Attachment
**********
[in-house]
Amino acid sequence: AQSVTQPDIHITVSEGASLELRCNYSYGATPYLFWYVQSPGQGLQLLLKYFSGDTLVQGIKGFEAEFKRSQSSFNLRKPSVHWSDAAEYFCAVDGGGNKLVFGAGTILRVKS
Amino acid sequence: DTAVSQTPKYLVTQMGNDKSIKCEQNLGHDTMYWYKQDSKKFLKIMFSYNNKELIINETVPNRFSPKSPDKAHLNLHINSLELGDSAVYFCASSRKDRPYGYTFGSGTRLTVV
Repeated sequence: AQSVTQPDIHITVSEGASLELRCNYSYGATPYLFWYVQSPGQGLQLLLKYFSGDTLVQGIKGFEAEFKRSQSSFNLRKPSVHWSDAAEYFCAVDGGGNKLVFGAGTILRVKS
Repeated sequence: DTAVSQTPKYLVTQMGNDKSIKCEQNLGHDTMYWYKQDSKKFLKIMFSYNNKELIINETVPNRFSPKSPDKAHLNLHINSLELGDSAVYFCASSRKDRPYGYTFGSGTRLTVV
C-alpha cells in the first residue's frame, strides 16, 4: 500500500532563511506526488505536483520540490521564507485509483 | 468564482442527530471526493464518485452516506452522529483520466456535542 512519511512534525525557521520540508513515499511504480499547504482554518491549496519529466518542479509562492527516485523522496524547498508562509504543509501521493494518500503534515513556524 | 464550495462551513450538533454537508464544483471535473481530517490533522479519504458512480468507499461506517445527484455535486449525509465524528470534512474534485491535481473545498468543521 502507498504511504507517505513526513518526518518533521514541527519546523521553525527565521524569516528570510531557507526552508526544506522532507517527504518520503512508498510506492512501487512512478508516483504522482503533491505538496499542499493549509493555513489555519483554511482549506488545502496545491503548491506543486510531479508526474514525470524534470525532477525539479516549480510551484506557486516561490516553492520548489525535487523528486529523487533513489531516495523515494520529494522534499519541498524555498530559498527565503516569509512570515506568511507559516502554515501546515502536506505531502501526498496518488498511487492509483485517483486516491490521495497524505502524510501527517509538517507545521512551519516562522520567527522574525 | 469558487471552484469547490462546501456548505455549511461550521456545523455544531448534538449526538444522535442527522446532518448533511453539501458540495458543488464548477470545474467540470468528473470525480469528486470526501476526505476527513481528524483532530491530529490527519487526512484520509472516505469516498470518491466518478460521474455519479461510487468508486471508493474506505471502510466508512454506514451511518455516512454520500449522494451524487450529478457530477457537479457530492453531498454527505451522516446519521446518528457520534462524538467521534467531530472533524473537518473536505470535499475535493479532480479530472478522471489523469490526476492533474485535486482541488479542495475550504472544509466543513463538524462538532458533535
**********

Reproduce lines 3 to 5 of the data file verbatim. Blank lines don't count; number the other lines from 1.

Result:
Amino acid sequence: DTAVSQTPKYLVTQMGNDKSIKCEQNLGHDTMYWYKQDSKKFLKIMFSYNNKELIINETVPNRFSPKSPDKAHLNLHINSLELGDSAVYFCASSRKDRPYGYTFGSGTRLTVV
Repeated sequence: AQSVTQPDIHITVSEGASLELRCNYSYGATPYLFWYVQSPGQGLQLLLKYFSGDTLVQGIKGFEAEFKRSQSSFNLRKPSVHWSDAAEYFCAVDGGGNKLVFGAGTILRVKS
Repeated sequence: DTAVSQTPKYLVTQMGNDKSIKCEQNLGHDTMYWYKQDSKKFLKIMFSYNNKELIINETVPNRFSPKSPDKAHLNLHINSLELGDSAVYFCASSRKDRPYGYTFGSGTRLTVV